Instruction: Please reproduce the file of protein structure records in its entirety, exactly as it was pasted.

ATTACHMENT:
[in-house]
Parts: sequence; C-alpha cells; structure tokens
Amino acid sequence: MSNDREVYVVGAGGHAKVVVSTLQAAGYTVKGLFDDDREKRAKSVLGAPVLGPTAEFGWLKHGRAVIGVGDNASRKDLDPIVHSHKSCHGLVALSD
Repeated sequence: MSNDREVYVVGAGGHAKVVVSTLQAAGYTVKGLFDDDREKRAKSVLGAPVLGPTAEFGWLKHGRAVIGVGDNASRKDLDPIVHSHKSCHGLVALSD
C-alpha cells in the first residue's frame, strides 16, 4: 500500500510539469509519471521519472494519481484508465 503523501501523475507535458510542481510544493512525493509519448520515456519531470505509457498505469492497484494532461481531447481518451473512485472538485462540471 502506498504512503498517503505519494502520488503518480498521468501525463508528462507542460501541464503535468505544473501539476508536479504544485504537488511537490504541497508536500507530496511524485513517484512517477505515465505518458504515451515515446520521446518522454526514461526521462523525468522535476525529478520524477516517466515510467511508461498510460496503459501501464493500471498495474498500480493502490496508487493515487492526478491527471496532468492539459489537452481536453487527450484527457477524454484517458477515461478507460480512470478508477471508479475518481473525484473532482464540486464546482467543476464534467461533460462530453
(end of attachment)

[in-house]
Parts: sequence; C-alpha cells; structure tokens
Amino acid sequence: MSNDREVYVVGAGGHAKVVVSTLQAAGYTVKGLFDDDREKRAKSVLGAPVLGPTAEFGWLKHGRAVIGVGDNASRKDLDPIVHSHKSCHGLVALSD
Repeated sequence: MSNDREVYVVGAGGHAKVVVSTLQAAGYTVKGLFDDDREKRAKSVLGAPVLGPTAEFGWLKHGRAVIGVGDNASRKDLDPIVHSHKSCHGLVALSD
C-alpha cells in the first residue's frame, strides 16, 4: 500500500510539469509519471521519472494519481484508465 503523501501523475507535458510542481510544493512525493509519448520515456519531470505509457498505469492497484494532461481531447481518451473512485472538485462540471 502506498504512503498517503505519494502520488503518480498521468501525463508528462507542460501541464503535468505544473501539476508536479504544485504537488511537490504541497508536500507530496511524485513517484512517477505515465505518458504515451515515446520521446518522454526514461526521462523525468522535476525529478520524477516517466515510467511508461498510460496503459501501464493500471498495474498500480493502490496508487493515487492526478491527471496532468492539459489537452481536453487527450484527457477524454484517458477515461478507460480512470478508477471508479475518481473525484473532482464540486464546482467543476464534467461533460462530453